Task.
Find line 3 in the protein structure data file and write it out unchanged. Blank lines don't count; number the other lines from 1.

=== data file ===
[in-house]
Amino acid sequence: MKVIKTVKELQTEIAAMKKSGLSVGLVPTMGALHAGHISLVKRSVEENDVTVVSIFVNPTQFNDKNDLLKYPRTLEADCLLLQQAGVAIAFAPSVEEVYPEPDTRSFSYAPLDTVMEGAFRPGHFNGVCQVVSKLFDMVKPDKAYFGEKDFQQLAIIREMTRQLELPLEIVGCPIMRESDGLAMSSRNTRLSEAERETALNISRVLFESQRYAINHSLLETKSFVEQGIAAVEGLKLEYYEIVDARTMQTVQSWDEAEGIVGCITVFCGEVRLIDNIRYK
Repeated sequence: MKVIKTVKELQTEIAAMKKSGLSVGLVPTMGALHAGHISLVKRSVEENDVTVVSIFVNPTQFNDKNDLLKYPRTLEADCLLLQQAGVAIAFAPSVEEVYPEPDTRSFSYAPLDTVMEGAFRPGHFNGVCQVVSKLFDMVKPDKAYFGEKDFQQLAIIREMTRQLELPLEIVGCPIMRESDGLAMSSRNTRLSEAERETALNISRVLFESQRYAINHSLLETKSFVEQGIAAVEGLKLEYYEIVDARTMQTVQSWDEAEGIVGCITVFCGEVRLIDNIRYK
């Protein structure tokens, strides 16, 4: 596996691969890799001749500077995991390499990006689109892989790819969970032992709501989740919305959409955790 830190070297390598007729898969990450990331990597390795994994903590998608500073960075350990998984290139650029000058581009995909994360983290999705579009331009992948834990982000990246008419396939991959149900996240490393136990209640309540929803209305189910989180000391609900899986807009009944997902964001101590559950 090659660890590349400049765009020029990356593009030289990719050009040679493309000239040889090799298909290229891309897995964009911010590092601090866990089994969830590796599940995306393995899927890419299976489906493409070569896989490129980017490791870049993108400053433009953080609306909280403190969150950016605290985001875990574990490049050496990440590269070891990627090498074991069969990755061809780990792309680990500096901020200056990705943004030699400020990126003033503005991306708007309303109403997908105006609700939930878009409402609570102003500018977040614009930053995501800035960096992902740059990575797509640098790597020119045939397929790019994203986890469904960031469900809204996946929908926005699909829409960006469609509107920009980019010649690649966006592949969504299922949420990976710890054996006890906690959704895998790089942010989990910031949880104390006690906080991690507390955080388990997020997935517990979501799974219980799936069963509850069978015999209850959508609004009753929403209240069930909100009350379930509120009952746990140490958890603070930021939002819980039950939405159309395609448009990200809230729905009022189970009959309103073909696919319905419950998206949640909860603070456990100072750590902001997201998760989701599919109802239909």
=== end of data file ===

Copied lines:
Repeated sequence: MKVIKTVKELQTEIAAMKKSGLSVGLVPTMGALHAGHISLVKRSVEENDVTVVSIFVNPTQFNDKNDLLKYPRTLEADCLLLQQAGVAIAFAPSVEEVYPEPDTRSFSYAPLDTVMEGAFRPGHFNGVCQVVSKLFDMVKPDKAYFGEKDFQQLAIIREMTRQLELPLEIVGCPIMRESDGLAMSSRNTRLSEAERETALNISRVLFESQRYAINHSLLETKSFVEQGIAAVEGLKLEYYEIVDARTMQTVQSWDEAEGIVGCITVFCGEVRLIDNIRYK